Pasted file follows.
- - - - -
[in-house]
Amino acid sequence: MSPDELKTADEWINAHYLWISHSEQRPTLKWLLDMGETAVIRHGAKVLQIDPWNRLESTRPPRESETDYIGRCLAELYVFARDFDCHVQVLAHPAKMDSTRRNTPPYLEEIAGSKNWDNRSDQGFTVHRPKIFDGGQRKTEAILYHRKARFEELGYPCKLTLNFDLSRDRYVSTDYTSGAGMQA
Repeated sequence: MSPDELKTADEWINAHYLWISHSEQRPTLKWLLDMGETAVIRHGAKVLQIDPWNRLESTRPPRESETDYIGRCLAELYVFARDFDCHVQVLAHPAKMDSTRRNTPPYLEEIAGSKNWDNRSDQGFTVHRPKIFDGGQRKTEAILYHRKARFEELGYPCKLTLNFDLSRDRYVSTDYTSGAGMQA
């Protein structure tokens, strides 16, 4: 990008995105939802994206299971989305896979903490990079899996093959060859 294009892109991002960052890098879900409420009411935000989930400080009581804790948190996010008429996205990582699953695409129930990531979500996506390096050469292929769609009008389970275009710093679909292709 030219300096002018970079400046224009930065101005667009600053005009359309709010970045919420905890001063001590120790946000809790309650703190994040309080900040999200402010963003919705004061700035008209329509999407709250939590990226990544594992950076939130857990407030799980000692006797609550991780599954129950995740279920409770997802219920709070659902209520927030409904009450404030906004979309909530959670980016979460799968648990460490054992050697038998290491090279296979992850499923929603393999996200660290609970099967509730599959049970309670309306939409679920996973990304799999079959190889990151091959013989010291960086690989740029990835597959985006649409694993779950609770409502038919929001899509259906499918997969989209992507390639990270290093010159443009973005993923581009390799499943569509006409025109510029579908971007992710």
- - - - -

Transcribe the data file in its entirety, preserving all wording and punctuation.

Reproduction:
[in-house]
Amino acid sequence: MSPDELKTADEWINAHYLWISHSEQRPTLKWLLDMGETAVIRHGAKVLQIDPWNRLESTRPPRESETDYIGRCLAELYVFARDFDCHVQVLAHPAKMDSTRRNTPPYLEEIAGSKNWDNRSDQGFTVHRPKIFDGGQRKTEAILYHRKARFEELGYPCKLTLNFDLSRDRYVSTDYTSGAGMQA
Repeated sequence: MSPDELKTADEWINAHYLWISHSEQRPTLKWLLDMGETAVIRHGAKVLQIDPWNRLESTRPPRESETDYIGRCLAELYVFARDFDCHVQVLAHPAKMDSTRRNTPPYLEEIAGSKNWDNRSDQGFTVHRPKIFDGGQRKTEAILYHRKARFEELGYPCKLTLNFDLSRDRYVSTDYTSGAGMQA
């Protein structure tokens, strides 16, 4: 990008995105939802994206299971989305896979903490990079899996093959060859 294009892109991002960052890098879900409420009411935000989930400080009581804790948190996010008429996205990582699953695409129930990531979500996506390096050469292929769609009008389970275009710093679909292709 030219300096002018970079400046224009930065101005667009600053005009359309709010970045919420905890001063001590120790946000809790309650703190994040309080900040999200402010963003919705004061700035008209329509999407709250939590990226990544594992950076939130857990407030799980000692006797609550991780599954129950995740279920409770997802219920709070659902209520927030409904009450404030906004979309909530959670980016979460799968648990460490054992050697038998290491090279296979992850499923929603393999996200660290609970099967509730599959049970309670309306939409679920996973990304799999079959190889990151091959013989010291960086690989740029990835597959985006649409694993779950609770409502038919929001899509259906499918997969989209992507390639990270290093010159443009973005993923581009390799499943569509006409025109510029579908971007992710």